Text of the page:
The human development gap has a high price: if these children developed to their full potential as adults, their average incomes would be around 20 percent higher. Mendoza's paper maps the different channels through which the effects of the economic crisis, plus volatile food and fuel prices, may be transmitted to the developing world. He warns that this series of 'shocks' can create poverty that lasts for generations.
A further paper in this issue, Effects of the Crises on Child Nutrition and Health in East Asia and the Pacific, gives more detailed evidence of the serious risks that the current food, fuel, economic and financial crisis pose to child health and nutrition in the region. The authors use information on nutrition status, reportable diseases, immunization status and child mortality to estimate the impact of the current crisis. Left unaddressed, the crisis could lead to increases in maternal anaemia rates of 10-20 percent and low birth weight prevalence by 5-10 percent. What is more, childhood stunting could rise by 3-7 percent, wasting by 8-16 percent and under-five child mortality in severely affected countries from 3-11 percent. A range of low-cost and high-impact interventions exist that, if delivered in primary care settings without further delay, could mitigate or even reverse these adverse health and nutrition consequences.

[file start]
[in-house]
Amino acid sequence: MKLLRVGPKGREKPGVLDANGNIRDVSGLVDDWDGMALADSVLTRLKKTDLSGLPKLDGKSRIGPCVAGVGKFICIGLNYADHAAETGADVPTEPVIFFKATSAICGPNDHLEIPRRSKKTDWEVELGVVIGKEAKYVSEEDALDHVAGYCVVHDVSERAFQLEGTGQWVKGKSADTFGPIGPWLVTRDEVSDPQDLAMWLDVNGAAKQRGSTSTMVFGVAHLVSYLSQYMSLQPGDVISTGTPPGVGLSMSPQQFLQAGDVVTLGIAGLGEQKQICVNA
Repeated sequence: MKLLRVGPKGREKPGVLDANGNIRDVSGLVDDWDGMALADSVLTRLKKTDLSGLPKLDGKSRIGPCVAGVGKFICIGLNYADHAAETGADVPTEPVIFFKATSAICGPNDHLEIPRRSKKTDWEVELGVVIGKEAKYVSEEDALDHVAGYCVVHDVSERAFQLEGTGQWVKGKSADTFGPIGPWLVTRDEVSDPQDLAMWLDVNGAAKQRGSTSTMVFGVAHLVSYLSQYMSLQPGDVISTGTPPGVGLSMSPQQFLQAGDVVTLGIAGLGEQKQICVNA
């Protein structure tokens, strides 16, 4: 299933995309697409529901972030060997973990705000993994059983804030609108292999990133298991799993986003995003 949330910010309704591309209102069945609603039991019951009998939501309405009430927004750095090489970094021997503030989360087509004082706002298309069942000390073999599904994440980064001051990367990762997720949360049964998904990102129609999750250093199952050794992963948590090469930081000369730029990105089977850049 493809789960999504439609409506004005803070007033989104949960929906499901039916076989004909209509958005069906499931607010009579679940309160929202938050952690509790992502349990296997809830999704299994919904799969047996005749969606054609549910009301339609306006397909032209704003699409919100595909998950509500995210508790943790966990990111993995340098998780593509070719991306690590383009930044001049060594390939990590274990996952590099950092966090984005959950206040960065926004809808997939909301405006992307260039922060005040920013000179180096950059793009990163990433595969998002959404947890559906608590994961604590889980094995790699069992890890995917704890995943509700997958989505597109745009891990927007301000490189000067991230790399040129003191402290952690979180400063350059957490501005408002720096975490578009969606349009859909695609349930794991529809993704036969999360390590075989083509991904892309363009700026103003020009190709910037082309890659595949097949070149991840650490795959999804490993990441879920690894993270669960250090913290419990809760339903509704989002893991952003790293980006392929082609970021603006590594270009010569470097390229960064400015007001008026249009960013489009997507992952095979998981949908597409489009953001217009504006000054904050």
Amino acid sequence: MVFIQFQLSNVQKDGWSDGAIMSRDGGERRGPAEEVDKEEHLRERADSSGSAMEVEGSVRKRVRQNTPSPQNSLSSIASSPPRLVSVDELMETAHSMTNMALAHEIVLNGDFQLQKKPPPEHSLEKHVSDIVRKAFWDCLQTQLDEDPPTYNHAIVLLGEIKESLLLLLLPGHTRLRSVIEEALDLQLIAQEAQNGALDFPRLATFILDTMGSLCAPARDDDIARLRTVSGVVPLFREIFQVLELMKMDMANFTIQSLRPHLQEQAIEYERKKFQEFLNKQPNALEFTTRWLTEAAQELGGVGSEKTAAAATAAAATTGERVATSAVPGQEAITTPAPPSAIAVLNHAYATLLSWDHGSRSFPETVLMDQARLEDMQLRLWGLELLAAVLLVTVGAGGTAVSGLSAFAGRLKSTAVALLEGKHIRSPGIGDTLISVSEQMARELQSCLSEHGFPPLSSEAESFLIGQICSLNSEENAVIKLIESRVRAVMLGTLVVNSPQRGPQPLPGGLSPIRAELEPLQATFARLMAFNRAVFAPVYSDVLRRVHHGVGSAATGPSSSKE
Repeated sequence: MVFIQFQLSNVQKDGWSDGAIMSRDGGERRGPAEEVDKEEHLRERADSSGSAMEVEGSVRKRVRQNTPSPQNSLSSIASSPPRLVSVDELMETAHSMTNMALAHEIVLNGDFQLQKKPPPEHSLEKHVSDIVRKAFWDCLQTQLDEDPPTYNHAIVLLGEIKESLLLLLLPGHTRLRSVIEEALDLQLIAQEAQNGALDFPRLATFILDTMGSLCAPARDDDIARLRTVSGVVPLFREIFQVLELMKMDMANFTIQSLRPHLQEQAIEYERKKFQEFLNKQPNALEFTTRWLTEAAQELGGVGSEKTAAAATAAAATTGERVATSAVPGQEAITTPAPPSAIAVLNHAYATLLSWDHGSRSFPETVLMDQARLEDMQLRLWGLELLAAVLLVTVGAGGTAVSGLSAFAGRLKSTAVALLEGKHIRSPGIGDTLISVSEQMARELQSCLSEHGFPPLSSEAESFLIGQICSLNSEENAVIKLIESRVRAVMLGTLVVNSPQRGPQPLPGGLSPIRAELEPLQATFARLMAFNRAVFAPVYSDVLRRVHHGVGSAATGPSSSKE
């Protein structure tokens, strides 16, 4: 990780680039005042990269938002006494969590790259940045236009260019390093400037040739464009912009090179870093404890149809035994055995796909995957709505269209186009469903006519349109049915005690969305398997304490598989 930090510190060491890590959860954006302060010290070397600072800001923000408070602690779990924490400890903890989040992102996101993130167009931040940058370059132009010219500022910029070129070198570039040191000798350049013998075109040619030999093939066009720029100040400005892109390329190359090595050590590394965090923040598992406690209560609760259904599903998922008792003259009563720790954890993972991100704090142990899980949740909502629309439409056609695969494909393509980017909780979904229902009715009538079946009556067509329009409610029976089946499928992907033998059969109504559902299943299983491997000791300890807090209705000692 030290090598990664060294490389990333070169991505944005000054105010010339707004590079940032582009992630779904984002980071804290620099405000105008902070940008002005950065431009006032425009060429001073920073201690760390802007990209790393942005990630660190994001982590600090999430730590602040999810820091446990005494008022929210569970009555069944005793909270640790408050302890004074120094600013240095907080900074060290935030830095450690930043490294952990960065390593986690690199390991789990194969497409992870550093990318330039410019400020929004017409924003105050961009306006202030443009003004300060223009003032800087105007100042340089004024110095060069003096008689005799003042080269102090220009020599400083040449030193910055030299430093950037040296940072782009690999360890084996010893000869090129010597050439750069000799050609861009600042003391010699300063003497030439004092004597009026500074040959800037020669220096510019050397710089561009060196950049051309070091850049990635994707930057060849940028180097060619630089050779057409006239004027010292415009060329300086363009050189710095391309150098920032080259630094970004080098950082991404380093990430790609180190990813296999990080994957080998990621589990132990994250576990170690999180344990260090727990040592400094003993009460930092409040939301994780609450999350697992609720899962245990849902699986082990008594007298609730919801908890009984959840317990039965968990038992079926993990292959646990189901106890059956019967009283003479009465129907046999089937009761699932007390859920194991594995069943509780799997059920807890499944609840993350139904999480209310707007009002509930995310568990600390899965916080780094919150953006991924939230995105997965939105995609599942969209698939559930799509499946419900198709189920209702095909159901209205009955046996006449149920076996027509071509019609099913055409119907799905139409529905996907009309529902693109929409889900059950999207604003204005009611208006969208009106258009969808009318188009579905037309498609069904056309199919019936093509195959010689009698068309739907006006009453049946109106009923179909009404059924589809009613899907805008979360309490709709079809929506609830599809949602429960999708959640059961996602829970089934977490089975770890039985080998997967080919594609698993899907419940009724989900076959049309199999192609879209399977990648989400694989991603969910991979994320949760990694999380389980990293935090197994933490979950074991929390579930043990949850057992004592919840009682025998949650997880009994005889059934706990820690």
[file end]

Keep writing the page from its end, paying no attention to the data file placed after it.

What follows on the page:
"The views, evidence, arguments, and policy proposals provided in this series of papers serve as a clarion call for further discussion, debate, and action," writes Guest Editor Mahesh Patel. Amidst the overwhelming media coverage of stock market crashes and bank bailouts as this ferocious financial crisis continues, the impact on children must not be overlooked.
|Contact: Mithu Mukherjee|
SAGE Publications UK